Health care providers covered by the Medicare change include physicians, nurse practitioners, physician assistants and certified nurse midwives. Within their scope of practice, certified nurse anesthetists, licensed clinical social workers, clinical psychologists, and registered dietitians or nutrition professionals may also provide services. Providers who are making telemedicine services available should have already informed and received permission from their patients.

The advantages of telemedicine include:
• Vulnerable patients with mild symptoms can stay at home to limit community spread of disease and exposure to other patients and staff;
• Patient convenience, privacy and confidentiality can be maintained during real-time communication;
• Wait times almost disappear; support staff contacts the patient and gathers patient information to get them ready for a visit with their provider;
• Access to a wider range of health care services, especially in rural areas;
• Ability to share patient information with specialists and increase collaboration among patient’s health care team;
• Lower costs for patients, providers and potentially for payers;
• Transportation arrangements not required;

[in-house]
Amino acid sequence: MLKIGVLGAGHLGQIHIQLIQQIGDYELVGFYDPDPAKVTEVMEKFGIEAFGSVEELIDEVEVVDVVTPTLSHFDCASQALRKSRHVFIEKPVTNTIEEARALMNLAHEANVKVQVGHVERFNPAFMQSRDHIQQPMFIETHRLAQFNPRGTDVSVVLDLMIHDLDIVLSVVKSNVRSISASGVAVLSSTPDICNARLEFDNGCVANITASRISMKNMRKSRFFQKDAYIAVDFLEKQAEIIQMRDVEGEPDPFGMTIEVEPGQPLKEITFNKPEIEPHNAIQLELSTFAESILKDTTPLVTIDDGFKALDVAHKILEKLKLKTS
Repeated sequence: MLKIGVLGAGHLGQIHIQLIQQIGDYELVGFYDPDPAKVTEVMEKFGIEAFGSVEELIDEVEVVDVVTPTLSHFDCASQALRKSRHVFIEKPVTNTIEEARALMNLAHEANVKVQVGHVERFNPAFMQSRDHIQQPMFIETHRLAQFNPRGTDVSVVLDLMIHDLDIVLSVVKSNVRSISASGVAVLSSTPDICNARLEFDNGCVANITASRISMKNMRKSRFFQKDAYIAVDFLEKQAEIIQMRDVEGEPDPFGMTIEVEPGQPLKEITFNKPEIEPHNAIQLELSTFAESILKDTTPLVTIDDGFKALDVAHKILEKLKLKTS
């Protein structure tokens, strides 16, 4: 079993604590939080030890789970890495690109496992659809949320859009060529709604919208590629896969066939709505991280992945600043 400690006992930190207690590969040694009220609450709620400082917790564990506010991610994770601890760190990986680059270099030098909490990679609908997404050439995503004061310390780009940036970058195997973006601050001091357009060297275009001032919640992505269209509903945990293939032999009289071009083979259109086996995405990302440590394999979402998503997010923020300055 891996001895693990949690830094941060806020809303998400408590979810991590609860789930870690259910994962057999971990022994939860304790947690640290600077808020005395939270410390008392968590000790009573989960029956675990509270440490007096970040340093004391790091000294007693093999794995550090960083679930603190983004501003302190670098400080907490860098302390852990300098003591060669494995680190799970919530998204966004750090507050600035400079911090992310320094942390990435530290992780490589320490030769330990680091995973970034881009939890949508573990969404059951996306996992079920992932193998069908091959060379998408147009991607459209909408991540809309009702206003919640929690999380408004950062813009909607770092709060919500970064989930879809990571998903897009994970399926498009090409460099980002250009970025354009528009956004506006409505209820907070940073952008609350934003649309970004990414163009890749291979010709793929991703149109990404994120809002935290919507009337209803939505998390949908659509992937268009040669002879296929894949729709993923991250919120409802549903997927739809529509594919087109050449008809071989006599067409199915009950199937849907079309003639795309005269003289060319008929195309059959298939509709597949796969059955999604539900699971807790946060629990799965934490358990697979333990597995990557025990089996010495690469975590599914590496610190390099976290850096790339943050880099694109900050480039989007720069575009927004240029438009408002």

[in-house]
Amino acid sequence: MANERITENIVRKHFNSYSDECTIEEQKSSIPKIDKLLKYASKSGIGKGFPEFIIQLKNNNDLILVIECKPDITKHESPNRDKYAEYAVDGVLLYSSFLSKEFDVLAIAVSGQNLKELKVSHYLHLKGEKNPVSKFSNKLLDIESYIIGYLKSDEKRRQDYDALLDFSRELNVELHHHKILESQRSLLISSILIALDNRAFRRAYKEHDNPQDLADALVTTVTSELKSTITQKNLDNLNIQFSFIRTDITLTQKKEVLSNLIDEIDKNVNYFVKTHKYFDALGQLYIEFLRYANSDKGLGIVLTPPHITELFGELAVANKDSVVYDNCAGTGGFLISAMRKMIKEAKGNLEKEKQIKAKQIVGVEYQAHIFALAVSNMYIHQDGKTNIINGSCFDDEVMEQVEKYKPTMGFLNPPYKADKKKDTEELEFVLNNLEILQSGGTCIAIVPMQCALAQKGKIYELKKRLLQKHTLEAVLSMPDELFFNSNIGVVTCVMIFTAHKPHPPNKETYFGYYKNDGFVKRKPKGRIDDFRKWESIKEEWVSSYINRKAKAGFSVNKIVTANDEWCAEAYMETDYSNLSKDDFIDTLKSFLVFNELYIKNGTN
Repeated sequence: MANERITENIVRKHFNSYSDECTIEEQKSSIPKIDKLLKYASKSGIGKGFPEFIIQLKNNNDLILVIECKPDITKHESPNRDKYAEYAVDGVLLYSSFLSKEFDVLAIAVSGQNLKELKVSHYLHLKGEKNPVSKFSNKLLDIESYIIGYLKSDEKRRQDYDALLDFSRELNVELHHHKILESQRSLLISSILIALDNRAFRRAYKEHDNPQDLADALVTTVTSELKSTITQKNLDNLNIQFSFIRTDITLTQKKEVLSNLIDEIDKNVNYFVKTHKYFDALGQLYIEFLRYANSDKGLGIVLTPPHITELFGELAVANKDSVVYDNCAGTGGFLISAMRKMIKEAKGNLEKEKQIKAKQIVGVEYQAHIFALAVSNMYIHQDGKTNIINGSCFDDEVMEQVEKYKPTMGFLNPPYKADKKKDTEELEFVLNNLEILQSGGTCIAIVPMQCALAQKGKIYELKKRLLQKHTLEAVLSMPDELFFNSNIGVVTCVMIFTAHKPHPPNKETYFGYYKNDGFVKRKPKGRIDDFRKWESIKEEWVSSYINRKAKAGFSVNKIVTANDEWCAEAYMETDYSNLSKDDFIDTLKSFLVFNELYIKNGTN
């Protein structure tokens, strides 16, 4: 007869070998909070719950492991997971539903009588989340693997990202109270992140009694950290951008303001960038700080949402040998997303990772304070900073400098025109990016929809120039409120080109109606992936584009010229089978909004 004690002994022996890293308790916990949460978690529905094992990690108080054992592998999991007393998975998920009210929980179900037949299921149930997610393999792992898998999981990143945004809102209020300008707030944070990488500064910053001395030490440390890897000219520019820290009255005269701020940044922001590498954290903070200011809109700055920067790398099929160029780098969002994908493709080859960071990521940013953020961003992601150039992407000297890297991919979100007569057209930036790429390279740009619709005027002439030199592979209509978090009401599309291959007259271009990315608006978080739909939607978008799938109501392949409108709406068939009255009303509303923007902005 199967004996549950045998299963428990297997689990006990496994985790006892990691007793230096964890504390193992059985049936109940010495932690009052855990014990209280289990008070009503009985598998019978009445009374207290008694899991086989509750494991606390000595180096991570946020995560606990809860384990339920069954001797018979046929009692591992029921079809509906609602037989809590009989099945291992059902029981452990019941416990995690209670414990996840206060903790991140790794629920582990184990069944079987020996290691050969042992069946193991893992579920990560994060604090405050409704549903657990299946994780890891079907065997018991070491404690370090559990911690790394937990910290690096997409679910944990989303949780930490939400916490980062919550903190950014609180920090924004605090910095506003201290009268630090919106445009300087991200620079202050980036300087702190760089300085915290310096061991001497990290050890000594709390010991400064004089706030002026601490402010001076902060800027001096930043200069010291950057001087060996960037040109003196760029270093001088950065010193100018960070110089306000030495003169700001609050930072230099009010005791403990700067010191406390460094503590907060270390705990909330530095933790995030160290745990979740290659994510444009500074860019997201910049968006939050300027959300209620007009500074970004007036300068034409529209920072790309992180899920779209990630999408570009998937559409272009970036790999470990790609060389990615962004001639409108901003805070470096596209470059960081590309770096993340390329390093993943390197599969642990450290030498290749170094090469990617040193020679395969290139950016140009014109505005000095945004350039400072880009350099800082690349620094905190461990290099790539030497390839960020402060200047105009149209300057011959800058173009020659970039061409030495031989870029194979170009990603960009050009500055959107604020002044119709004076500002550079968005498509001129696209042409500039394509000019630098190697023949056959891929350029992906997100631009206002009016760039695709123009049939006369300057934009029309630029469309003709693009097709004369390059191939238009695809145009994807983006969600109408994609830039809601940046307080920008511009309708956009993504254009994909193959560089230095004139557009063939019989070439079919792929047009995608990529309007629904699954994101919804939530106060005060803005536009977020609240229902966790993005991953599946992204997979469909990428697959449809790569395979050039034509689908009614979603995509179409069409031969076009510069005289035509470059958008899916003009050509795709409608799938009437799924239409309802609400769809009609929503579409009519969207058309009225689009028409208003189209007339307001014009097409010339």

• Avoid missing work and having to arrange for child or elder care;
• Prevent unneeded and expensive emergency room visits;
• More communication with patients leads to better patient outcomes; and
• Providers can see more patients without expanding staffing or office space.

Patients of all ages are increasingly comfortable with virtual health care due to urgency, convenience or inability to take off work. However, not everyone will like or use telemedicine. For payers and providers, keeping up with reimbursement policies and privacy protections can be challenging and the laws are different in each state. Rapid changes in technology and uncertainty about reimbursements make some providers ignore it altogether.

Some older adults, and their providers, may be more comfortable with face-to-face appointments. There can be a potential for error, because technology cannot capture what human skills and experience can reveal.